(This is a reprint from my Sacramento Cyber Safety Examiner column on Examiner.com).

Cyber Parenting Challenge_ExAs with any innovation, it can be used for good or not good. Motive matters. A recent arrest of a University of Missouri science and technology student for posting threats to the students and faculty via YikYak, a social media app that allows you to post comments anonymously, illustrates this point. The threats were reported to the authorities who were able to trace the source of the comments through GPS metadata. The news feature issued the following warnings to parents:

  • YikYak and other anonymous apps like Wisper, Rumr, and AfterSchool, make it easy to lose inhibitions. If you do not believe you will be accountable for what you say and do on-line the temptation can be great to express frustrations and become uncivil.
  • YikYak, for example, contains sexually explicit content from individuals seeking sexual encounters and directions on how to engage in various sexual acts.
  • Technology innovation is outpacing parent education and parents need to pay more attention to their child’s on-line activities.
  • And because the potential stressful and traumatic impact of being exposed to so much raw, unedited content can lead to bullying and other mental health issues, parents are encouraged pay attention to changes in their child’s mood, grades and friendships.

In addition to these warnings, below are some tips for educating the cyber-powered tween and teen that have been gleaned from over ten years of this examiner’s fieldwork and personal experience.

  • Get interested in who your child is and their interests, on and off line without judging or insisting on expressing your opinion.
  • Learn as much as you can about who your child is and set expectations around the qualities of the character of the person you are raising: intelligent, kind, compassionate, honest, reliable, loyal, etc. These are the qualities that make a person trustworthy.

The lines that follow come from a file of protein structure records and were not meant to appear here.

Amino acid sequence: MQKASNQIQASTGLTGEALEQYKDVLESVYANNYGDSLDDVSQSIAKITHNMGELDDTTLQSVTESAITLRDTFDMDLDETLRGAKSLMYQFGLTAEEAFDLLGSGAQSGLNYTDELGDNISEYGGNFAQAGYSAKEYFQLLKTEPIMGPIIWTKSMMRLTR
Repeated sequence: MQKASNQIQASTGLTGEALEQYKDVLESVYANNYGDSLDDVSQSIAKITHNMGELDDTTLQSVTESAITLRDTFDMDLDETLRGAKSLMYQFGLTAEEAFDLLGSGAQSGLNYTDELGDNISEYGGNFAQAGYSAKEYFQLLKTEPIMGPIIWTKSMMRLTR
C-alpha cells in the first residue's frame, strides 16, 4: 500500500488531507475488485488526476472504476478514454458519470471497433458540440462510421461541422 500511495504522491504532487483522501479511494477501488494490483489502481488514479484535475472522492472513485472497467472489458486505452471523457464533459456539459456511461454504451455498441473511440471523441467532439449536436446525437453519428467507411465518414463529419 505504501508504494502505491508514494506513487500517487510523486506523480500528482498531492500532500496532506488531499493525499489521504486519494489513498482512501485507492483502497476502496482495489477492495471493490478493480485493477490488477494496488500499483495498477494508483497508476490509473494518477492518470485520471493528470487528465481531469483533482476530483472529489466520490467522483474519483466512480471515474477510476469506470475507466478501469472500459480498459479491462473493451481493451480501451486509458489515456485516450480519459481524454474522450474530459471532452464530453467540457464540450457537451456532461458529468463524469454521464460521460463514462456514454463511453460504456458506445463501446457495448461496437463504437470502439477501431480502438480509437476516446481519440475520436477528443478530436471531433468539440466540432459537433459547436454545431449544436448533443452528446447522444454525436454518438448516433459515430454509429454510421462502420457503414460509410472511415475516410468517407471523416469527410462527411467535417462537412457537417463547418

• Explain to your child that anonymous social media is not safe because it is easy to be cruel and mean. Most kids are seeking authenticity and trustworthy relationships. Encourage your child to rely on social media apps that authenticate the person behind the post and photo. Facebook is a common app that allows families and friends to connect on line. Instagram, which is owned by Facebook, is a popular app among youth. Many youth use multiple media platforms including SnapChat and Twitter.
  • Set age-appropriate boundaries for the use of mobile devices and apps and insist on transparency. No secrets, no surprises.
  • Be prepared to have family conversations about internet porn and sex to demystify sex, and edify your child’s sense of worth and their sexuality as a gift.

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ABOUT:  Banana Moments Foundation is a non-profit education center founded in Roseville, CA to strengthen the parent-child bond in a hyper-connected world. The BMF mission is to restore families with the mustard seed of faith that declares liberty already belongs to the soul because one God, the Creator of all humanity, grants every human being intelligence and free will to choose what to believe, and that is power that can never be taken, but is easily surrendered to the bully, the drug or the device. To that end, ten percent of all BMF proceeds are donated to prison ministries. Your Donations are greatly appreciated.

Joanna Jullien (Photo: Christi Benz)

Joanna Jullien
(Photo: Christi Benz)

Joanna Jullien is an author, educator and speaker on strengthening the parent-child relationship in a cyber powered world. She is a mother of two grown sons, the author of The Authority In Me: The Power of Family Life in the Network Culture, produces The Sacramento Cyber Safety Examiner column on Examiner.com, and is the CyberParenting advisor on The Fish 103.9FM. Her new book, A Google World in the Garden of Eden: Five Family-Safe Strategies for Texting and Social Media is now available for PC and all eReader formats including Kindle, Nook, iPad.